2. Cooperation

Lone developers may find it harder to find work as collaboration becomes more important on the must-have list of IT professionals.

“Historically, the ability to code was considered one of the most important skills. Lately, managers are recognizing that software development projects are best completed when a team works on them, rather than a single individual,” said Al Sene, VP of Engineering DigitalOcean.

Michal Abram, Senior Director of Engineering at ResumeLab, believes that collaboration is especially important when team members are working remotely.

“While a developer can simultaneously fix 404 errors and write code at a breakneck pace, they need to be able to play as part of a team,” says Abram.

“Working together often means taking a step back and acting on the direction of another team member. Or become a leader and take the initiative,” says Mike Gilfillan, lead developer at Edge of the Web. “Knowing when and how to step in or step back can mean the difference between a smooth workflow and a missed deadline, so being able to work with others is an important skill in any IT team.”

Al Sene, mentioned above, advises leaders to reach out directly to colleagues to determine if there is a skills gap on the team. “Take help in developing the soft skills of your employees. For example, some organizations offer training funds so that managers can help subordinates learn “soft” skills in addition to technical ones. Other organizations conduct company-wide trainings or seminars.”

In addition to the previous two, software skills are no less important:

3. Learning ability

“The desire and curiosity to learn is especially important because technology changes so quickly. Developers should strive to stay abreast of the latest trends, adapt to the new, and constantly evolve,” Al Sene believes.

4. Creativity

“Creative leaders can take a big business problem and imagine a technical solution, or they can brainstorm different scenarios and come up with new solutions. It’s a surefire way to build a team that can work well together and see the big picture.” — Tim Christensen, CTO SocialChorus.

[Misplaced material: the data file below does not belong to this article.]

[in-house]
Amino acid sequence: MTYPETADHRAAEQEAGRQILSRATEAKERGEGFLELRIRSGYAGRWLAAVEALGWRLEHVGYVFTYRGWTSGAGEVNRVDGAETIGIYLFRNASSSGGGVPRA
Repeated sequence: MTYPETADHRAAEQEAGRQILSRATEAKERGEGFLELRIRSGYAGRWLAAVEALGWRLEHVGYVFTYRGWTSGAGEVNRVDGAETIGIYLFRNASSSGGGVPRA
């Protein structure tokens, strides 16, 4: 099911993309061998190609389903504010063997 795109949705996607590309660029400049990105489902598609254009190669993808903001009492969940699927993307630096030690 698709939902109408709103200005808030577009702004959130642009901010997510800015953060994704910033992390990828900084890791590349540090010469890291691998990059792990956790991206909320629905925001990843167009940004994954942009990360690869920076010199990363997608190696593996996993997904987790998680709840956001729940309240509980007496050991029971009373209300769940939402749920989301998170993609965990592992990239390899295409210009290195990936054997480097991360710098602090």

5. Acceptance of facaps

“You will make mistakes very often at work. How do you deal with it? Admit your mistake and move on? Will you try to hide the failure, get along, defend yourself? Not being able to deal with the fact that you’re not right suppresses your ability to solve problems,” Matthew Carswell emphasized.

6. Liability

“Accepting responsibility for your work and your mistakes shows that you are willing to learn and grow. Responsibility is an excellent quality for both ordinary employees and leaders of IT teams. Teams that lack these soft skills often don’t work well with each other or with other departments.” – Al Smith, CTO iCIMS.

7. Critical thinking

“It is the ability to think in an organized and rational manner in order to understand the connections between ideas and facts. It allows professionals to make balanced decisions, which often depend on the success of important projects,” – Katzper Bzozowski, technical founder of the company Zety.

8. Empathy

“There is one key soft skill that IT teams need: the ability to share personal stories. Getting to know each other leads to empathy, empathy leads to trust, and trust allows colleagues to brainstorm, argue, laugh, and discuss ideas in a safe environment. The result is an increase in efficiency and effectiveness.” – Barry Molin, author of the book “Connect! How to quickly establish cooperation for success in business and life.”

9. Flexibility

“IT specialists need to adapt on the go. It is also important in order to always be aware of new technologies and to be able to solve problems that arise in the process of work,” said Sean Ferrell, CEO of the company Managed Solution.

10. Passion

“I don’t care how old or young the employees are. The difference between great and mediocre in the tech sector is passion — and you shouldn’t waste yourself on someone who doesn’t.” — Matthew Carswell.

From the editorial office

The positions and places of work of the respondents are current as of the date of writing the original article.

For leaders who want to improve their “soft” skills, on May 19, 20, 27, we will hold an intensive on soft skills and management. You can learn more about intensity at our website.